Are there benefits to buying a secondhand instrument?
Does the idea of buying a used musical instrument make you cringe? Maybe you’re not familiar with buying a used musical instrument. Talking as a brass player, specialising in the tuba I'm happy to buy a secondhand instrument. For me personally: the older the better!
Quality musical instruments are designed to last a lifetime if the owner takes care of them properly. By purchasing a used instrument you are giving it a new beginning and you’ll be making another musician happy knowing that their instrument will continue to fill someone else’s life with music.
Used instruments aren’t just for history buffs and antique dealers; they give students and pros alike the opportunity to upgrade to a model that might be out of their normal price range.
Yes the instrument will have been used - isn’t that the point? Yes it will probably have a few dinks and dents here and there, but that will not affect the quality of sound.
You’ll often find that older instruments will be made with a better quality of metal and most probably harder.
I like an instrument to have already been ‘blown in’ which can take up to a year depending on how often you play. I do personally prefer an older looking instrument.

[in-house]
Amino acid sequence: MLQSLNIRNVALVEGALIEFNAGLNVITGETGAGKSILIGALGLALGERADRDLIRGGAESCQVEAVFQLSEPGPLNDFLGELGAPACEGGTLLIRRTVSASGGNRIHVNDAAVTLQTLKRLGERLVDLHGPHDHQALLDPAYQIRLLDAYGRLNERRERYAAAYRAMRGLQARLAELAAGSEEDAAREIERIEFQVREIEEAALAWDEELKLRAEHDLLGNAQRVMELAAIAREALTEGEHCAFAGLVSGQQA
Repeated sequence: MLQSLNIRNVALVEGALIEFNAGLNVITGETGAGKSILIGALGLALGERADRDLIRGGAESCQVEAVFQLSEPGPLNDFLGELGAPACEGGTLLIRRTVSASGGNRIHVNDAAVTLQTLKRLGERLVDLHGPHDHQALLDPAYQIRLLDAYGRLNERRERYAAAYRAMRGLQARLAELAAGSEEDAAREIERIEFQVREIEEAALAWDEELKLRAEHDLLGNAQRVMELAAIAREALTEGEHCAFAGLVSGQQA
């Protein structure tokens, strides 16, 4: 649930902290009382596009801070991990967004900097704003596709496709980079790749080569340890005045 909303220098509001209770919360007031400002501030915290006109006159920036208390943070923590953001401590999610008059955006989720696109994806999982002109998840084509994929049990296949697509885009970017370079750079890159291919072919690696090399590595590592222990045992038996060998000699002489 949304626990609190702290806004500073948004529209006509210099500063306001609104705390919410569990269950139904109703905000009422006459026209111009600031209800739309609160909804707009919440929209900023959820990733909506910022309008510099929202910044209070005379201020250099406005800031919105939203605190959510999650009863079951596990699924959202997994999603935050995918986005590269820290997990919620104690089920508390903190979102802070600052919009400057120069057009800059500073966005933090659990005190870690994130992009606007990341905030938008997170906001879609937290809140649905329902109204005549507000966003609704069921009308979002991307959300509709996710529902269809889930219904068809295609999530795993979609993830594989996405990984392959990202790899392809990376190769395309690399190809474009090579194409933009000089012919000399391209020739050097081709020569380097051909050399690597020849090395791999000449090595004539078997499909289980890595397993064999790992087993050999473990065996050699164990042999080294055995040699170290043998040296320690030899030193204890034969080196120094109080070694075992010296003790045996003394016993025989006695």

As a brass player, I know that checking a used instrument over is very important. Making sure that all the slides move freely and that the valves work smoothly. The most vital thing though, in my opinion is that you love playing it!
I always like to know how old an instrument is, and it has had any repairs in its journey. Certain work on an instrument may affect its quality, so make sure you always ask about the history behind it. Repair work is not a bad thing and it shows that the previous owner loved and took care of the instrument.
For woodwind instruments, it is common for springs and pads to be replaced. For brass instruments – small dents may have been removed; creases in the bell may have been sorted. Problems with valves, springs and felts may also have been replaced.
Instruments that we sell at John Packer won’t be put up for sale unless they are in working order. Small bits and bobs such as oiling valves and greasing slides can be done quickly and easily. Woodwind instruments will always be checked over by a technician in the workshop.
It’s a personal choice at the end of the day and the final decision rests with you.
Happy bargain hunting!